Sex, drugs and rock and roll: Australia's other boom

Sat Dec 29, 2012 9:26pm EST
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By James Grubel

CANBERRA (Reuters) - Forget Australia's mining boom. The nation's strong economy, high currency and wages have made it a magnet for sex, drugs and rock and roll.

Foreign sex workers, drug smugglers and global rock acts are all targeting Australia to cash in on an economy growing at 3.1 percent when other developed nations are struggling to expand at all.

The alternative boom has emerged as Australian average full-time wages hit $72,500 a year, and with the Australian dollar trading stubbornly above parity with the U.S. dollar for the past two years.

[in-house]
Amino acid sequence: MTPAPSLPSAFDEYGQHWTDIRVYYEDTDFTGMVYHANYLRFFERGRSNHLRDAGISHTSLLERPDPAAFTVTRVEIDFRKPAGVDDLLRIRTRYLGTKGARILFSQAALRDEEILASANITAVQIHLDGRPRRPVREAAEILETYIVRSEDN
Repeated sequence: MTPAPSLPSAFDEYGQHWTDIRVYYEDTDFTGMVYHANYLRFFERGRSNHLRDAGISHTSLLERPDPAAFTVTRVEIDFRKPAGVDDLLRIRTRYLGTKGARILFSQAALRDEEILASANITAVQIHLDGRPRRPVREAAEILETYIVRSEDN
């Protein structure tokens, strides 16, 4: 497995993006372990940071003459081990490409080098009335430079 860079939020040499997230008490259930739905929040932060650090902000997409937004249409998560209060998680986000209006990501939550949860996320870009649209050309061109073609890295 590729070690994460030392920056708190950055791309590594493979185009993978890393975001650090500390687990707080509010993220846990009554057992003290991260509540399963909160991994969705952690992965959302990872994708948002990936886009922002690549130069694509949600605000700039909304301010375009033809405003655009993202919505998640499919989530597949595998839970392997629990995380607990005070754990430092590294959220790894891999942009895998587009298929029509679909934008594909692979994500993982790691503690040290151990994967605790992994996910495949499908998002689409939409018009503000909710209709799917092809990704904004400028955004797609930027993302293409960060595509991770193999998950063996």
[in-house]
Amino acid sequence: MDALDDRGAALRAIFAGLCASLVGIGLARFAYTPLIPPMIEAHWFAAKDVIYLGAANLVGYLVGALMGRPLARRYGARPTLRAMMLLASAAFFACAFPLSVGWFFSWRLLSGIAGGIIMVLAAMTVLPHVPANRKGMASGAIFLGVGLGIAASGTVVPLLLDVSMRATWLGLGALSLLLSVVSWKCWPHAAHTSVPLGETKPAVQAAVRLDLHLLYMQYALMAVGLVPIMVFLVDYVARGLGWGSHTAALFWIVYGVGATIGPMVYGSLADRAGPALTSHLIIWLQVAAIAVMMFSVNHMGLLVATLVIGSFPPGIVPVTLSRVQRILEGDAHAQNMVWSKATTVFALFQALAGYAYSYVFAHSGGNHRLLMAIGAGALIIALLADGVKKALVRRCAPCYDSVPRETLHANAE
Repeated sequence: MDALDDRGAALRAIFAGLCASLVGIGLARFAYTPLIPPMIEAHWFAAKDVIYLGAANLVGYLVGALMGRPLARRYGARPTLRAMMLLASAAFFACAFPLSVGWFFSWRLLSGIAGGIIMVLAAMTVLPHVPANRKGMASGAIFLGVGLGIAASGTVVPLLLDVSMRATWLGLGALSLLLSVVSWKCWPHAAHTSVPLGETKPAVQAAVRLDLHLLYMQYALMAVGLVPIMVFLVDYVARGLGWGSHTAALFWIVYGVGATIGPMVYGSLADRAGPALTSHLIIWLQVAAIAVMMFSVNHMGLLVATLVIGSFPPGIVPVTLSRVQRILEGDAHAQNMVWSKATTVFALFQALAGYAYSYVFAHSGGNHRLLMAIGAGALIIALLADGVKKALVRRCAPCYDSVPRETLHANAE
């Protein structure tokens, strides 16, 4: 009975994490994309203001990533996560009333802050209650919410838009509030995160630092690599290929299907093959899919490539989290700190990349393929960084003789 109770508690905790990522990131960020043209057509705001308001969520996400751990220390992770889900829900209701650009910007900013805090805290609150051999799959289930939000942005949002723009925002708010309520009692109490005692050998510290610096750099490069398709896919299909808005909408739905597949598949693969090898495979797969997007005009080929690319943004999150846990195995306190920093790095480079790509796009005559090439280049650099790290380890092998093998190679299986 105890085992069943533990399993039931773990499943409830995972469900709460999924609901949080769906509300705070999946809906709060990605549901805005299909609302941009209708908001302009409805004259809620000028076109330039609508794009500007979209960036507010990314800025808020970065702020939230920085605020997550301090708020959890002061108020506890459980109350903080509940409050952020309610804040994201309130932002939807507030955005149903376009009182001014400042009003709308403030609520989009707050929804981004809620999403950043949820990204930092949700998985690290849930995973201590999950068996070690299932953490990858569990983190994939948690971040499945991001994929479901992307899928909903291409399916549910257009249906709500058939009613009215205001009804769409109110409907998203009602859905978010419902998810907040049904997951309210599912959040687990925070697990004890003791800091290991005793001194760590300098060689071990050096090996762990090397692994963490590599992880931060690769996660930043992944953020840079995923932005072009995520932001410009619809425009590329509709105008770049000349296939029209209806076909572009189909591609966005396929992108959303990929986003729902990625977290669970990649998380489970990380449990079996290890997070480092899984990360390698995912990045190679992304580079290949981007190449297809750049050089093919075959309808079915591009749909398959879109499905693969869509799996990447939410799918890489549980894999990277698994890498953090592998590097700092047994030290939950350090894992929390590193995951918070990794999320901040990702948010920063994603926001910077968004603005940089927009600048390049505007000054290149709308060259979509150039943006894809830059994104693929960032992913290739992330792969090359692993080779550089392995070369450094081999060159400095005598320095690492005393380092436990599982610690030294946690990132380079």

That has made Australia even more profitable for fly-in and fly-out rock acts and prostitutes, and especially for drug traffickers who are taking bigger risks with the hope of windfall profits.

"Offshore organized crime syndicates perceive Australia to have a robust economy and to have been less affected by the global financial crisis than other jurisdictions," said Paul Jevtovic, the Australian Crime Commission's executive director of intervention and prevention.


Australian police made 69,500 illicit drug busts in the year to June 30, 2012, the highest in a decade, and have made record arrests in the first six months of this financial year.

In recent months, police have intercepted drugs hidden in a 20-tonne steamroller and heavy machinery, in a large wooden altar, and they have broken up a drug ring involving smugglers in Australia, Japan and Vietnam.   Continued...

A container ship passes in front of the Sydney skyline as it departs from Port Botany terminal February 24, 2010. REUTERS/Tim Wimborne